We're having a lot of sound and fury about bank regulations at the moment, but I've been noticing another debate that's been going just a fiercely, although with slightly fewer headlines. It's the debate about cutting spending.
Apparently, in the "little red book" of briefings provided by Treasury and Finance to the incoming Labor government, they recommended substantial cuts to government spending. This was needed, they said, to prevent the economy from growing too fast and putting upward pressure on inflation and interest rates.
What occurred to me (and I'm sure I'm not the first person to think of this) is that Keynesian economics has left us with an inbuilt tension in the way we think about Government spending. After the Great Depression governments in the developed world adopted Keynes' idea that government spending should be used to smooth out fluctuations in the market economy. When there was a downturn, governments should increase their spending to boost employment and keep the economy moving. In boom times, governments should decrease their spending to avoid the economy reaching the limits of its capacity and inflation running out of control.
Cue the 2008 Global Financial Crisis, and governments around the world rapidly poured billions into propping up their economies. In Australia we had capital works sprouting like mushrooms - free insulation for householders, school halls and tuckshops, and a large public housing construction program. Now in Australia things seem to be recovering and interest rates are going up, so economists are saying its time to wind back the spending.
The trouble with this is that it conflicts with the other - most of us would probably say main - reason for government spending, which is to deliver services. The task of delivering quality education, health care, income security, housing and so forth requires carefully considered, well planned and consistent programs funded to a level that meets the needs. It's very difficult for governments to do this while at the same time increasing and decreasing their spending in response to fluctuations in the global economy.
Housing researchers have been documenting high levels of housing need for decades. Issues include a large number of households paying over 50% of their income on their housing (400,000 households and more since the early 1990's), an increasing gap between average incomes and average house prices, and the disappearance of rental housing at the bottom end of the market. A key way to respond to this is to provide public and community housing to people on low incomes, giving them security and affordability while taking stress off the private rental market. It's not just bleeding heart social workers like me saying this, it's people from all across the spectrum - housing industry organisations, trade unions, urban economists, planning professionals.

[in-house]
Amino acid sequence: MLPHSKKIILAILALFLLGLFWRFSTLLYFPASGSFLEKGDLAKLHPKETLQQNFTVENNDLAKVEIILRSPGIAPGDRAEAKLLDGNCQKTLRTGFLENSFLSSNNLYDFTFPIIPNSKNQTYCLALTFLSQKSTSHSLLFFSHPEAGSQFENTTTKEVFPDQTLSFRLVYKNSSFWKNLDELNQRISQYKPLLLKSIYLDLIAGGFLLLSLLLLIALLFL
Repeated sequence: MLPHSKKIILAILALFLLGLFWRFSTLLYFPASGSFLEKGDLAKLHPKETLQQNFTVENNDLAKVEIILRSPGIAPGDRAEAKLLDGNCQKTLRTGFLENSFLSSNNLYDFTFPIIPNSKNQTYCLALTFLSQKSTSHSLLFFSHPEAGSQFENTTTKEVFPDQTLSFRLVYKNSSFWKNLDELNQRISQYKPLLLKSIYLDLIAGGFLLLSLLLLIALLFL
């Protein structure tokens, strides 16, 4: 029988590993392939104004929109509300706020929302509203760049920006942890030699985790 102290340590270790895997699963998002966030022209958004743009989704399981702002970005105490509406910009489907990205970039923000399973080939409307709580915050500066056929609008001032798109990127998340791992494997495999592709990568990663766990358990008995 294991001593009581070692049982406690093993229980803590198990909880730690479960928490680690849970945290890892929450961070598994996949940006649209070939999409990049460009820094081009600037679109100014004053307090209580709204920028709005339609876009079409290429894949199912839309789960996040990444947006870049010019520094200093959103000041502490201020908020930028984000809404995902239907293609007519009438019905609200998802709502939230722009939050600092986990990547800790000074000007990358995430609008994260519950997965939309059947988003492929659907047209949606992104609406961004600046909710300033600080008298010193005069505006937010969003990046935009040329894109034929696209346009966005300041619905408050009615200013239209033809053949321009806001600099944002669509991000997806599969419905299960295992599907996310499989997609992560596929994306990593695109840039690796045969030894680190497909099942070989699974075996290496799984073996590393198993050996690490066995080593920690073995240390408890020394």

However, governments of both persuasions, in the grip of a desire to reduce government debt, have ignored this advice and run down the public housing system. Then along comes the global financial crisis, and suddenly there is money to build 20,000 new public housing dwellings as well as repairing thousands more right now.
Unfortunately, after decades of neglect the capacity of State and Territory housing departments to deliver this housing is almost zero. Organisations that have rolled along building a few hundred dwelling units a year, disposing of their land banks to keep up with repairs and maintenance, suddenly had to produce thousands in the space of 18 months. The result - poor planning, dwellings in less than ideal locations, a scramble to sort out management arrangements.
Then, after two or three years of effort, it will be over. The crisis is passed, the Treasury boffins say it's time to cut spending. Housing departments will have learnt lessons from the process and will be able to do better next time - except that next time won't be any time soon and most of the people involved will be elsewhere. 20,000 households will be moderately happy to be in reasonable and affordable housing although they will complain about construction flaws and lack of public transport. Meanwhile, the other 380,000 will go on paying their 50% of income on rent and wait forlornly for the next economic downturn.